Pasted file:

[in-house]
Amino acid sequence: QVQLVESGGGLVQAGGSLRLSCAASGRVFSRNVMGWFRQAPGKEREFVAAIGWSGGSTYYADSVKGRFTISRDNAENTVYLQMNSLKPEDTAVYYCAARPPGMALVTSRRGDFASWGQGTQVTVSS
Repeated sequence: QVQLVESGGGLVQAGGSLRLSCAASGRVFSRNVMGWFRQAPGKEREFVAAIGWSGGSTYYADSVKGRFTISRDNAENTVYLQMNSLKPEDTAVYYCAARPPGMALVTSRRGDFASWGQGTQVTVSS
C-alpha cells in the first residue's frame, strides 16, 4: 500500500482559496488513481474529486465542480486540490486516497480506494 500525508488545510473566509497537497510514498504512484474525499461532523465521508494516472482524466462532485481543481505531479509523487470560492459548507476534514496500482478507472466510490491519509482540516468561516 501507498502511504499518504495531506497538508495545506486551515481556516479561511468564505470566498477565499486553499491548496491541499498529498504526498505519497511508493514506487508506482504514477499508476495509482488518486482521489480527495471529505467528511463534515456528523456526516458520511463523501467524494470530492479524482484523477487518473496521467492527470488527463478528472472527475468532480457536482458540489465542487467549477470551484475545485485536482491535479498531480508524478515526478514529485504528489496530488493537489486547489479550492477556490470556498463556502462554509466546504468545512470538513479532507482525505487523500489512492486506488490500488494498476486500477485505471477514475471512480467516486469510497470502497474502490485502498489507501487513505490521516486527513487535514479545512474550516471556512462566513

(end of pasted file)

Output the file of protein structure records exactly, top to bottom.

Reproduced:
[in-house]
Amino acid sequence: QVQLVESGGGLVQAGGSLRLSCAASGRVFSRNVMGWFRQAPGKEREFVAAIGWSGGSTYYADSVKGRFTISRDNAENTVYLQMNSLKPEDTAVYYCAARPPGMALVTSRRGDFASWGQGTQVTVSS
Repeated sequence: QVQLVESGGGLVQAGGSLRLSCAASGRVFSRNVMGWFRQAPGKEREFVAAIGWSGGSTYYADSVKGRFTISRDNAENTVYLQMNSLKPEDTAVYYCAARPPGMALVTSRRGDFASWGQGTQVTVSS
C-alpha cells in the first residue's frame, strides 16, 4: 500500500482559496488513481474529486465542480486540490486516497480506494 500525508488545510473566509497537497510514498504512484474525499461532523465521508494516472482524466462532485481543481505531479509523487470560492459548507476534514496500482478507472466510490491519509482540516468561516 501507498502511504499518504495531506497538508495545506486551515481556516479561511468564505470566498477565499486553499491548496491541499498529498504526498505519497511508493514506487508506482504514477499508476495509482488518486482521489480527495471529505467528511463534515456528523456526516458520511463523501467524494470530492479524482484523477487518473496521467492527470488527463478528472472527475468532480457536482458540489465542487467549477470551484475545485485536482491535479498531480508524478515526478514529485504528489496530488493537489486547489479550492477556490470556498463556502462554509466546504468545512470538513479532507482525505487523500489512492486506488490500488494498476486500477485505471477514475471512480467516486469510497470502497474502490485502498489507501487513505490521516486527513487535514479545512474550516471556512462566513